William Edward Summers new article content ...William Edward Summers is an African-American architect who was born circa 1954 in Missouri. He is known professionally as a luxury residential designer in the West Coast of North America.


After studying architecture at the University of California, Summers began his career in the San Francisco area during the building boom of the mid nineteen seventies. He completed a wide variety of primarily residential projects at a rapid pace up until the recession of the early nineteen eighties temporarily halted the market for building. The range of his projects during his first ten years included, a custom home on a 2000 acre ranch in Napa Valley, prototypes for a log building company, custom houses in Palm Springs, Lake Tahoe, and many renovations, and new construction projects in the San Francisco area

As the recession ended around nineteen eighty three, Summers personal life experienced turbulence as he, and his first wife divorced. Summers worked for a time at Carrasco & Smith, a well respected Silicon Valley architectural firm in Palo Alto, California. As his time at Carrasco & Smith ended, Summers moved into a shared office space with socialite interior designer Donna Gleckler in the Showplace Design Center, South of Market in San Francisco, and began to ramp up his business again. He had been involved with minor real estate investing since the beginning of his career, and how expanded his small collection of houses and apartment buildings to include apartment buildings in San Francisco. Real estate investments provided him a way to avoid the effect of fluctuations in the economy, as he pursued his career. During the rest of the eighties he completed a large number of projects, primarily in the San Francisco area, and became very active in Contra Costa County, a area with wealthy suburbs, East of San Francisco. Among the well known houses he completed in Contra Costa County during this time are the "Cubist Tudor" on Blackhawk Road, and "The House with Two Turrets" in the hills overlooking Alamo, California.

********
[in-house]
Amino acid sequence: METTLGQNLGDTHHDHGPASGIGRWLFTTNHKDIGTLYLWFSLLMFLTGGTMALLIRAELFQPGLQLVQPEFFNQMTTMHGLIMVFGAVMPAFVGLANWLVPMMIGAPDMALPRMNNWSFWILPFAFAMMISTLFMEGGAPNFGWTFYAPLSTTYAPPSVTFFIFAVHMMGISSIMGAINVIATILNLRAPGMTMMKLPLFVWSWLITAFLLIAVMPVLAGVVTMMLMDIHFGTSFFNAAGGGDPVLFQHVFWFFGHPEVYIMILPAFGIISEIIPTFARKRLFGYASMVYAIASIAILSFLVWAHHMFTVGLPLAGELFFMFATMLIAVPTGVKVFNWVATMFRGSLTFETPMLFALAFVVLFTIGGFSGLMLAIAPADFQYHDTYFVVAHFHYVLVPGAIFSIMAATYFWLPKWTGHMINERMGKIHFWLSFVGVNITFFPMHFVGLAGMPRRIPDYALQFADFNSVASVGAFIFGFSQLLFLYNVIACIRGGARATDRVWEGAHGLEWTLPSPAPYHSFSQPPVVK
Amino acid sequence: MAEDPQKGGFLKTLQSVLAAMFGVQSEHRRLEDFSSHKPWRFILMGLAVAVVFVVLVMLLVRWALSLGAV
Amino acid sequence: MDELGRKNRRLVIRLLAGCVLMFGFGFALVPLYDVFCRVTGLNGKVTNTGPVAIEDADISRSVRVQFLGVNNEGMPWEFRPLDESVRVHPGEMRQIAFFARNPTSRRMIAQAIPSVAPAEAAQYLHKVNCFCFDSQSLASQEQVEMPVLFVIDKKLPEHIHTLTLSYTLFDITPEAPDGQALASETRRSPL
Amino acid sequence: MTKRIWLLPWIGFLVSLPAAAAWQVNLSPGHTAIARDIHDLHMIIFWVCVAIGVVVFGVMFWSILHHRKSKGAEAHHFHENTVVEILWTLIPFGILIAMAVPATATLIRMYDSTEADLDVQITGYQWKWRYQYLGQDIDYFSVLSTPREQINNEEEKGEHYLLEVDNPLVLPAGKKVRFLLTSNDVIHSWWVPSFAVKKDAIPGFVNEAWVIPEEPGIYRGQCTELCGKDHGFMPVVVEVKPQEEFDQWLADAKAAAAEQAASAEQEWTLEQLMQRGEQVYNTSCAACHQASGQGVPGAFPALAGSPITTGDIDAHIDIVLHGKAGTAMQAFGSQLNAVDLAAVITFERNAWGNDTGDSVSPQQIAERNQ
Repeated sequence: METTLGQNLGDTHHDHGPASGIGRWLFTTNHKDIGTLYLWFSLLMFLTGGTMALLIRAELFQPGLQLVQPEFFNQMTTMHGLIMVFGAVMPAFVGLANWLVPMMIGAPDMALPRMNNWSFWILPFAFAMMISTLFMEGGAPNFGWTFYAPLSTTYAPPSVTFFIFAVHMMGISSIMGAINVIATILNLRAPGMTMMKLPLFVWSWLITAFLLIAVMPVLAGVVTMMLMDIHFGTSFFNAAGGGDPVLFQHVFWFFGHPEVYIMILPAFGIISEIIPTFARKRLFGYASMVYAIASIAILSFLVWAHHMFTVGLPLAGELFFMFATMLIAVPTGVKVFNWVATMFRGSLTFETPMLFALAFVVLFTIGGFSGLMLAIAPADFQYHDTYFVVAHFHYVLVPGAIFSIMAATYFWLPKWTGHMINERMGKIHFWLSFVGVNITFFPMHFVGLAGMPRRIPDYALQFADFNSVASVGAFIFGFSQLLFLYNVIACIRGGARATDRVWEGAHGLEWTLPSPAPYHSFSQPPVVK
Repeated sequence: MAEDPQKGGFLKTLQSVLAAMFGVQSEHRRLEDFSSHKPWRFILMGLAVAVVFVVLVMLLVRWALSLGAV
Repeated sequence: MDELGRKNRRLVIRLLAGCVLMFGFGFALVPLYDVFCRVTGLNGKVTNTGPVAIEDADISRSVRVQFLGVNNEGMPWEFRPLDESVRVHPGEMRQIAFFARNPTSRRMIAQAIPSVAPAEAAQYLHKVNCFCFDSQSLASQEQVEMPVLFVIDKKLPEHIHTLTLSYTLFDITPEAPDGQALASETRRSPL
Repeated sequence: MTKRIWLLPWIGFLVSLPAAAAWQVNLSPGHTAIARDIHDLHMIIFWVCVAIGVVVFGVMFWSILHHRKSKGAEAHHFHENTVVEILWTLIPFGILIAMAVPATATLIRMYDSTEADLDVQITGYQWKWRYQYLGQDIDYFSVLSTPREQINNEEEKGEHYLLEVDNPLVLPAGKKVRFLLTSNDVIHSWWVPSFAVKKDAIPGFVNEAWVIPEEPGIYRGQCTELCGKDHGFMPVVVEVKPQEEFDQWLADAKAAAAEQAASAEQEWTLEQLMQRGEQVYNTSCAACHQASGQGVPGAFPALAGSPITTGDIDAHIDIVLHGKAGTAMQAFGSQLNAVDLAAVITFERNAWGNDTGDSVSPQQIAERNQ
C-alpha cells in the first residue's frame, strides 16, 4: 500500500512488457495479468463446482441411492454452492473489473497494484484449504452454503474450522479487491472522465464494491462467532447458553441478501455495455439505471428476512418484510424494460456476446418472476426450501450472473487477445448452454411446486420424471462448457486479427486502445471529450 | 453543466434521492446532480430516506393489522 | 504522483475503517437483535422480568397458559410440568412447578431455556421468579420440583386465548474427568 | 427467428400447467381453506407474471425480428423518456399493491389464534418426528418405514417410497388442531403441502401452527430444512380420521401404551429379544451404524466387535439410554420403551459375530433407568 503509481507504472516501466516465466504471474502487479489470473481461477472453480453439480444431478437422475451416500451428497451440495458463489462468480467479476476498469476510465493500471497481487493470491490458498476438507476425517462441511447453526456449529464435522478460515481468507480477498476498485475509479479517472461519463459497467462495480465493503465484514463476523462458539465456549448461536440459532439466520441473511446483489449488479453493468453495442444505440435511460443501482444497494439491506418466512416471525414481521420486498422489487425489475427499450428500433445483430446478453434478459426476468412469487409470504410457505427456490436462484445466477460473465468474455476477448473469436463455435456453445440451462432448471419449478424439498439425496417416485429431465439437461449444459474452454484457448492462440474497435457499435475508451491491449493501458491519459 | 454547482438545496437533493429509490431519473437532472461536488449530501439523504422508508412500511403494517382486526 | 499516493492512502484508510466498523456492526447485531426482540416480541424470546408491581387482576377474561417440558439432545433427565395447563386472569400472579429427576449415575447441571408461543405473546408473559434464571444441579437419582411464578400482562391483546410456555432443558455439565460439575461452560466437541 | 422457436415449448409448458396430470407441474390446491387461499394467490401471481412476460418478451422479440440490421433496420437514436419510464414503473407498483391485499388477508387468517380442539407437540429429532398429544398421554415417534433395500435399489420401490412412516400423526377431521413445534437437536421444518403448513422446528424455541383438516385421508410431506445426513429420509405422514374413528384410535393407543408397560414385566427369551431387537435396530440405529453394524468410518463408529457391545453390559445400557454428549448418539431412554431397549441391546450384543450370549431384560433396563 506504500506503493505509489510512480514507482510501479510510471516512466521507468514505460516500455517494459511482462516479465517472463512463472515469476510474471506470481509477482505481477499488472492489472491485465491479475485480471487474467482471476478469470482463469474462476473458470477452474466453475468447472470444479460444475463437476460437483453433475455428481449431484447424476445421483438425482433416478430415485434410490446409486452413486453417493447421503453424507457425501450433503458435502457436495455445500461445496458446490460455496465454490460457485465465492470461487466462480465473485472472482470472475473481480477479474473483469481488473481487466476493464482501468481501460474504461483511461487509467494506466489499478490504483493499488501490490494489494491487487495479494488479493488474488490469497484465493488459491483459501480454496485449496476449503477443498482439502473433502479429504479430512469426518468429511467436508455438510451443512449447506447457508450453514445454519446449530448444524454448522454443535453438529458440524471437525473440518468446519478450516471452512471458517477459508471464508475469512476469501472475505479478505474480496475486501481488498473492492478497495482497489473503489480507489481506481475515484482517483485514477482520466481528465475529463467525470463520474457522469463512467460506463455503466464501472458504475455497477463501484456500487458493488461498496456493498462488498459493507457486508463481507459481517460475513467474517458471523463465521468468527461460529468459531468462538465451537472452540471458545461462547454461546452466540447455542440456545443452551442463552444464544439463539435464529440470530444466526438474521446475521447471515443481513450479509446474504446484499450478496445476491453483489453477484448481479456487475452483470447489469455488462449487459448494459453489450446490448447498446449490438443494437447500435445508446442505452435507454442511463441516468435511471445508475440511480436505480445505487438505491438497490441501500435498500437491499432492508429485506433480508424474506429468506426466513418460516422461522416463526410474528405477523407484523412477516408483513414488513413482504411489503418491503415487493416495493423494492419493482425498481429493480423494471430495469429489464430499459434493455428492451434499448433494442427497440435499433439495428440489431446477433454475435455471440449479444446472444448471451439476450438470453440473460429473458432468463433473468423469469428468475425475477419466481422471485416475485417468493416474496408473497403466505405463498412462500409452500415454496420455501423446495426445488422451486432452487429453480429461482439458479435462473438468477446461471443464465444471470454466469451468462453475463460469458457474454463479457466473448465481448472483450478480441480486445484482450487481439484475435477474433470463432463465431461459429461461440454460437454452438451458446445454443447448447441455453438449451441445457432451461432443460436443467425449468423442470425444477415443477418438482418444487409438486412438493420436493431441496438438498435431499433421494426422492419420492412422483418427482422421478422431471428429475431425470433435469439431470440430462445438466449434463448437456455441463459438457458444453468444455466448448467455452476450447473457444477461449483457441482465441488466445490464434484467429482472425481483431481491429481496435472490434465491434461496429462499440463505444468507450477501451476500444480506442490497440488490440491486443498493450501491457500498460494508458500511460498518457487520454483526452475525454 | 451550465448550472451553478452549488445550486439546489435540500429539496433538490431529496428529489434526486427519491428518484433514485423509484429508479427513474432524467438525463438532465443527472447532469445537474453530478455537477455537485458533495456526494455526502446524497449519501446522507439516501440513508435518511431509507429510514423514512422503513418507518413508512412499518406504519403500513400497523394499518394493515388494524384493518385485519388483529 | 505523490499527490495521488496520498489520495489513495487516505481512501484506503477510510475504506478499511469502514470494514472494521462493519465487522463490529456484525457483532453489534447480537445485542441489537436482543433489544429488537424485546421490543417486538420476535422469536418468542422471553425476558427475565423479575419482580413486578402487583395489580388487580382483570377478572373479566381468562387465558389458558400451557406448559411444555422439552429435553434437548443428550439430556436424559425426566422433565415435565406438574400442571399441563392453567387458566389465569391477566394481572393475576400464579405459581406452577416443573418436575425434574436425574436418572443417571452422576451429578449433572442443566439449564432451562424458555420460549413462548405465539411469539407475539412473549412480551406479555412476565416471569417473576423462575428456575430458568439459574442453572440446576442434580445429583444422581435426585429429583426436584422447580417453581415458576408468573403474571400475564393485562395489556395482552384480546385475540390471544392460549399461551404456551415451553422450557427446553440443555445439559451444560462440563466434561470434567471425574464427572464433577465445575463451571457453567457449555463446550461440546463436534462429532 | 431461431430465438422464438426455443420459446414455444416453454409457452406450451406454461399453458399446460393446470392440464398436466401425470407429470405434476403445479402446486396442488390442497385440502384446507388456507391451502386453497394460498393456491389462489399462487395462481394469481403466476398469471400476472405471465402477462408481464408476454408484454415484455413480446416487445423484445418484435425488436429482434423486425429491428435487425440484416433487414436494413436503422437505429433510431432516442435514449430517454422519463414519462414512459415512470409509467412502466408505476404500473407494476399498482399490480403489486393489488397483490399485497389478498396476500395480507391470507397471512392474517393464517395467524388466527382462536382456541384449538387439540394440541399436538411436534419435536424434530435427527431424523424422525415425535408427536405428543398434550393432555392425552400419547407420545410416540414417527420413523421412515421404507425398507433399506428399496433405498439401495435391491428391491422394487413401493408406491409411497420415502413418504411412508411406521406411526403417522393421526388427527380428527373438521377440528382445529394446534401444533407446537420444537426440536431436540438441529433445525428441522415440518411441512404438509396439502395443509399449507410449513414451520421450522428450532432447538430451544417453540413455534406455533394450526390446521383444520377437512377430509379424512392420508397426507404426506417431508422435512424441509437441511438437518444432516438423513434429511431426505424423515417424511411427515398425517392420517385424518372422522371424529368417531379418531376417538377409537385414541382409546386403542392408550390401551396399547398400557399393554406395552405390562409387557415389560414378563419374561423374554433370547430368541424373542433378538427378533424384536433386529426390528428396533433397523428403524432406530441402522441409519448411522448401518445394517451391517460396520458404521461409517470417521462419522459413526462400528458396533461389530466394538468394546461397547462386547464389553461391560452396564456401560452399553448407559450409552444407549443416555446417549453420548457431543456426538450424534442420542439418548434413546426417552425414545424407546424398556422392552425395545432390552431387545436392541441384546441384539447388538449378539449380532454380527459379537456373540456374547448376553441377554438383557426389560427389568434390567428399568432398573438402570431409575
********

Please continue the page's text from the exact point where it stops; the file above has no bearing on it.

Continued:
He remarried, at the end of the nineteen eighties, and moved with his new wife to British Columbia. In Vancouver, he became involved with the rich, offshore Chinese, who were investing heavily in Vancouver then, and designed what at the time were called "monster houses". Although he received a good amount of attention in the media, business was never as good in British Columbia as it had been in California, so he commuted via air for a number of years, often traveling between Vancouver and San Francisco every ten to fourteen days.

It was during this time that he completed the widely acclaimed three houses in Miyazaki, Japan, with western exteriors, and Japanese interiors, along with a less well known fourth house in Kobe Japan. He also created a well received ten thousand square foot mansion for Dale Gorszak, a retired championship skater, in suburban Vancouver, and redesigned a large house near the West Point Grey waterfront for a Vancouver heiress, and her husband.